Our current "Choose One" voting method, known as Plurality or First-Past-The-Post, is only fair and accurate if there are two candidates in the race. We can do better! But what’s the best alternative? Here we present the pros and cons of two leading voting methods under consideration for updating our elections.
Ranked Choice Voting has been used around the world and the states for more than a century. STAR Voting (Score Then Automatic Runoff) is a modern preference voting method that was invented to go further to deliver on the original goals, while addressing known issues with the old method.
Ranked Choice Voting and STAR have a lot in common: Only one election is needed, primaries are optional in most cases, voters have more voice. Both are user friendly. Both can be used for single winner, multi-winner, or proportional representation elections ...
… That said, there are significant differences.
STAR Voting: "Score - Then - Automatic - Runoff"
Voters score candidates from 0-5 stars. 5=Best, 0=Worst. Equal scores are allowed.
Ballots are counted in two rounds:
- Scoring Round: Add up all the stars from all the ballots. The two highest scoring are finalists.
- Automatic Runoff: Your one full vote goes to the finalist you scored higher. The finalist with the most votes wins.
The two round tally works much like a primary and a top two general election all in one. The first round measures the overall support for each candidate. The second round counts how many voters prefer each finalist.
- The 5 star ballot is highly expressive, showing both voters level of support for each candidate and their preference order. The highly expressive ballot collects more data, and then utilizes it to maximize the election's accuracy, even in close competitive races.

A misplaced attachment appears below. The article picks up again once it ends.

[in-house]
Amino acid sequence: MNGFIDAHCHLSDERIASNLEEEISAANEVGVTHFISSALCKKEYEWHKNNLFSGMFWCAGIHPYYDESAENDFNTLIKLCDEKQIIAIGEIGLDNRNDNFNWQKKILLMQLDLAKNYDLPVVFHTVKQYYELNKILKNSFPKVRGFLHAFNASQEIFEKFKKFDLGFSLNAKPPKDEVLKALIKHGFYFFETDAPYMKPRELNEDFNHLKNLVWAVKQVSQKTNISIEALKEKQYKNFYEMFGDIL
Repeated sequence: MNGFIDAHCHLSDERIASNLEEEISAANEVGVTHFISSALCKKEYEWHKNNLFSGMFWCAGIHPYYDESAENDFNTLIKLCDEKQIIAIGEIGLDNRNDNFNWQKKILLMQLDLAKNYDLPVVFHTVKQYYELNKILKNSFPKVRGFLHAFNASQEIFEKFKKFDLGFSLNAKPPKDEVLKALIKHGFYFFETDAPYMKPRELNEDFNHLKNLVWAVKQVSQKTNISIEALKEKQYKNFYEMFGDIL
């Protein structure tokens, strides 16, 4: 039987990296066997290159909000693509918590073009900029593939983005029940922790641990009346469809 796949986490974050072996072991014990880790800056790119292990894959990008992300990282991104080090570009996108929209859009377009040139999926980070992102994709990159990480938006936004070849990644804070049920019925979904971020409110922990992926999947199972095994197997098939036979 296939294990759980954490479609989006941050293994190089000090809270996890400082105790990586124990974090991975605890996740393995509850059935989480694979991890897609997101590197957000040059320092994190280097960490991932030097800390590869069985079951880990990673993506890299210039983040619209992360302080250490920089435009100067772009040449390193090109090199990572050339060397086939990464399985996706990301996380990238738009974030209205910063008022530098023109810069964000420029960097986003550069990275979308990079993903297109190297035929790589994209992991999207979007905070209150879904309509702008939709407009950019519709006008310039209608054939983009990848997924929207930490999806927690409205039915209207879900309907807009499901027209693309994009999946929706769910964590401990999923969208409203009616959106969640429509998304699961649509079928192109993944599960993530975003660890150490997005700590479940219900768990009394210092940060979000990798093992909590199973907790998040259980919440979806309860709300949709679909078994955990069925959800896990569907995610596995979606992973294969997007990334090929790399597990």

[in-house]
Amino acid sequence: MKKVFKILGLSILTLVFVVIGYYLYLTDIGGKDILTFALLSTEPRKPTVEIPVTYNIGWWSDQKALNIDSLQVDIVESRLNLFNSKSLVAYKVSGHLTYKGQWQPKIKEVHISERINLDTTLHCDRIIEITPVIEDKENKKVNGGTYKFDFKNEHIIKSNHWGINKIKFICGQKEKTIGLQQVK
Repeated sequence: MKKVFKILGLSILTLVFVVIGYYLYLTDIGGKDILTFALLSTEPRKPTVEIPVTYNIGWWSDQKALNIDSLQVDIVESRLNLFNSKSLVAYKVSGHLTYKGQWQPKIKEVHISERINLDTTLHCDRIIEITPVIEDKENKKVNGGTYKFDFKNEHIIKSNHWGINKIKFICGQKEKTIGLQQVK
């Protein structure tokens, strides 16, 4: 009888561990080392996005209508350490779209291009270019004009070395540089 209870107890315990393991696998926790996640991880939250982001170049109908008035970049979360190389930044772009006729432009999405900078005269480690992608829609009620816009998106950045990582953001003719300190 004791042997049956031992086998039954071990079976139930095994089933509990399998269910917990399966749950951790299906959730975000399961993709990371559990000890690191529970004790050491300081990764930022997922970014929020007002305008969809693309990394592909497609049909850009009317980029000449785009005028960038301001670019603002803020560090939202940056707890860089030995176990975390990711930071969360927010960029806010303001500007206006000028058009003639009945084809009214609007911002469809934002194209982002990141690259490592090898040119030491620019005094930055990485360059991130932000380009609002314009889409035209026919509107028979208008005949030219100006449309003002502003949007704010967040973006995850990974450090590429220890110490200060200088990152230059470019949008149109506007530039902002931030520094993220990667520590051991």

- The 5 star ballot is very user friendly. It's virtually impossible to accidentally void your ballot by filling it out incorrectly. (Unlike RCV.)
- STAR voting is the most accurate voting method according to Voter Satisfaction Efficiency (VSE) studies by the Center For Election Science. (1.)
- “[STAR Voting] has a Voter Satisfaction Efficiency of 91% all the way up to 98%… [STAR] is undeniably a top-shelf election method, and arguably the best out of all the ones I tested.” -Jameson Quinn, Harvard Statistics.
- STAR guarantees an equally weighted vote, which is the legal definition of one person one vote. This means that the voting method does not favor any type of voter or candidate or give anyone an unfair advantage.
- STAR Voting usually elects the Condorcet winner if one exists. If VSE and Condorcet disagree on the best winner, the more expressive ballot data from the 5 star ballot showing degree of support (as well as preference) order offers compelling reasons why.
- The same Voter Satisfaction Efficiency studies showed that STAR does not incentivize strategic voting. Voters will get their best outcomes by voting their conscience.
- The best strategy with STAR is to show your preference order and level of support. As a result, STAR Voting encourages positive, issue oriented campaigning by incentivizing candidates to earn support from their competitors constituents.
- STAR allows voters to give the same score to candidates if they don’t prefer one over the other. This means that a voter can rate each candidate one by one, rather than having to figure out how they will vote on each candidate before they can start. Compared with Ranked Choice Voting this decreases voter burden.
- It’s fairly simple to count and understand results. Results show total scores for each candidate and also the percentage of voters that preferred the winner over the other finalist, much like how we vote now.
- STAR Voting ballots can be tallied locally, which is essential for high level election security. Ballots do not need to be centrally tabulated and each locality can tabulate their own ballots without losing chain of custody. This is because with STAR Voting, each round is counted using basic addition and all data on every ballot is used, unlike RCV.
- STAR Voting is compatible with Risk Limiting Audits.
- STAR Voting can be counted on most voting machines with a simple software upgrade.
- The 5 star ballot can be used for single-winner, multi-winner, or proportional representation elections.
- STAR Voting is comparatively new and hasn’t been used in a government election yet.
- Ideally, voters should have an informed opinion on all candidates they prefer to their least favorite.
- Some thought is required when deciding what scores to give candidates who aren’t your favorite or least favorite.